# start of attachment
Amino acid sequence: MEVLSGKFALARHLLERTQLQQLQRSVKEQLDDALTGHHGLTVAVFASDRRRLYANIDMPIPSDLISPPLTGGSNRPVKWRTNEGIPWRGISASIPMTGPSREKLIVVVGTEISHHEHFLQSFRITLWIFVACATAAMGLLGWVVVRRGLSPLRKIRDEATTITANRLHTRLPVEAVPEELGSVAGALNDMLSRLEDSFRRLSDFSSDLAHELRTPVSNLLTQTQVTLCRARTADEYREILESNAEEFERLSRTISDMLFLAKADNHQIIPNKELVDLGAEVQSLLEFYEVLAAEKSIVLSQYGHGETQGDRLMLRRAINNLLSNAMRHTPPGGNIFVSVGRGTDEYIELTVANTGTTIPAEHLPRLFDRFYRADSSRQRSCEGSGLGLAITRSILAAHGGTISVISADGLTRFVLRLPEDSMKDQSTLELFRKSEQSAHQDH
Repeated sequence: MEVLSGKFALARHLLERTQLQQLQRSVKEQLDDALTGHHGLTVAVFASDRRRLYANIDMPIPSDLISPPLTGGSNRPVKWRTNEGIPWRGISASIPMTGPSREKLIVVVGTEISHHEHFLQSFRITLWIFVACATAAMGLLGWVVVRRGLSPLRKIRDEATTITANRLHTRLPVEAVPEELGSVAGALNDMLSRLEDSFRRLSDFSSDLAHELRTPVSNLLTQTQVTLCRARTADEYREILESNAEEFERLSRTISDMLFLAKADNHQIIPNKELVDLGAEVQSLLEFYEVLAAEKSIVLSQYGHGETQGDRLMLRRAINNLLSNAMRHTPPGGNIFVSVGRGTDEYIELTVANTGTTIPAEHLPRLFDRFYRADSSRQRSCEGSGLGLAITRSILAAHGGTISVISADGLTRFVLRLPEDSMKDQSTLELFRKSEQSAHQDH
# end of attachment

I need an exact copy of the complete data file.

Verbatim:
Amino acid sequence: MEVLSGKFALARHLLERTQLQQLQRSVKEQLDDALTGHHGLTVAVFASDRRRLYANIDMPIPSDLISPPLTGGSNRPVKWRTNEGIPWRGISASIPMTGPSREKLIVVVGTEISHHEHFLQSFRITLWIFVACATAAMGLLGWVVVRRGLSPLRKIRDEATTITANRLHTRLPVEAVPEELGSVAGALNDMLSRLEDSFRRLSDFSSDLAHELRTPVSNLLTQTQVTLCRARTADEYREILESNAEEFERLSRTISDMLFLAKADNHQIIPNKELVDLGAEVQSLLEFYEVLAAEKSIVLSQYGHGETQGDRLMLRRAINNLLSNAMRHTPPGGNIFVSVGRGTDEYIELTVANTGTTIPAEHLPRLFDRFYRADSSRQRSCEGSGLGLAITRSILAAHGGTISVISADGLTRFVLRLPEDSMKDQSTLELFRKSEQSAHQDH
Repeated sequence: MEVLSGKFALARHLLERTQLQQLQRSVKEQLDDALTGHHGLTVAVFASDRRRLYANIDMPIPSDLISPPLTGGSNRPVKWRTNEGIPWRGISASIPMTGPSREKLIVVVGTEISHHEHFLQSFRITLWIFVACATAAMGLLGWVVVRRGLSPLRKIRDEATTITANRLHTRLPVEAVPEELGSVAGALNDMLSRLEDSFRRLSDFSSDLAHELRTPVSNLLTQTQVTLCRARTADEYREILESNAEEFERLSRTISDMLFLAKADNHQIIPNKELVDLGAEVQSLLEFYEVLAAEKSIVLSQYGHGETQGDRLMLRRAINNLLSNAMRHTPPGGNIFVSVGRGTDEYIELTVANTGTTIPAEHLPRLFDRFYRADSSRQRSCEGSGLGLAITRSILAAHGGTISVISADGLTRFVLRLPEDSMKDQSTLELFRKSEQSAHQDH